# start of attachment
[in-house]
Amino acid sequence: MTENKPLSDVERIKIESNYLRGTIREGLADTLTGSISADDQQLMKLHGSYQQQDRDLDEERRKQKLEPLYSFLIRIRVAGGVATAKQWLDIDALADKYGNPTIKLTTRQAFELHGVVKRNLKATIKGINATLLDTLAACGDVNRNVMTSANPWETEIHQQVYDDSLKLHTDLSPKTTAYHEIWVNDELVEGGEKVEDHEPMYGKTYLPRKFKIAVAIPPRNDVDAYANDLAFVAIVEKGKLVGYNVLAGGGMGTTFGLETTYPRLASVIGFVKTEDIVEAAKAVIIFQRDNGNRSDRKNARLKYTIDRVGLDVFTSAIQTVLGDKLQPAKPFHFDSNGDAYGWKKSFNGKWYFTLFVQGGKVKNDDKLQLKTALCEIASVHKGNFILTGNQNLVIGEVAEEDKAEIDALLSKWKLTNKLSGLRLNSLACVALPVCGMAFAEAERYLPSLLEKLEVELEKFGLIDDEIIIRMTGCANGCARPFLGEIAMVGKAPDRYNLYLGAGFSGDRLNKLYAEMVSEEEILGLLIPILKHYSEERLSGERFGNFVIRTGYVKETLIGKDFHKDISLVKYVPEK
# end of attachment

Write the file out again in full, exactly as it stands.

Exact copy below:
[in-house]
Amino acid sequence: MTENKPLSDVERIKIESNYLRGTIREGLADTLTGSISADDQQLMKLHGSYQQQDRDLDEERRKQKLEPLYSFLIRIRVAGGVATAKQWLDIDALADKYGNPTIKLTTRQAFELHGVVKRNLKATIKGINATLLDTLAACGDVNRNVMTSANPWETEIHQQVYDDSLKLHTDLSPKTTAYHEIWVNDELVEGGEKVEDHEPMYGKTYLPRKFKIAVAIPPRNDVDAYANDLAFVAIVEKGKLVGYNVLAGGGMGTTFGLETTYPRLASVIGFVKTEDIVEAAKAVIIFQRDNGNRSDRKNARLKYTIDRVGLDVFTSAIQTVLGDKLQPAKPFHFDSNGDAYGWKKSFNGKWYFTLFVQGGKVKNDDKLQLKTALCEIASVHKGNFILTGNQNLVIGEVAEEDKAEIDALLSKWKLTNKLSGLRLNSLACVALPVCGMAFAEAERYLPSLLEKLEVELEKFGLIDDEIIIRMTGCANGCARPFLGEIAMVGKAPDRYNLYLGAGFSGDRLNKLYAEMVSEEEILGLLIPILKHYSEERLSGERFGNFVIRTGYVKETLIGKDFHKDISLVKYVPEK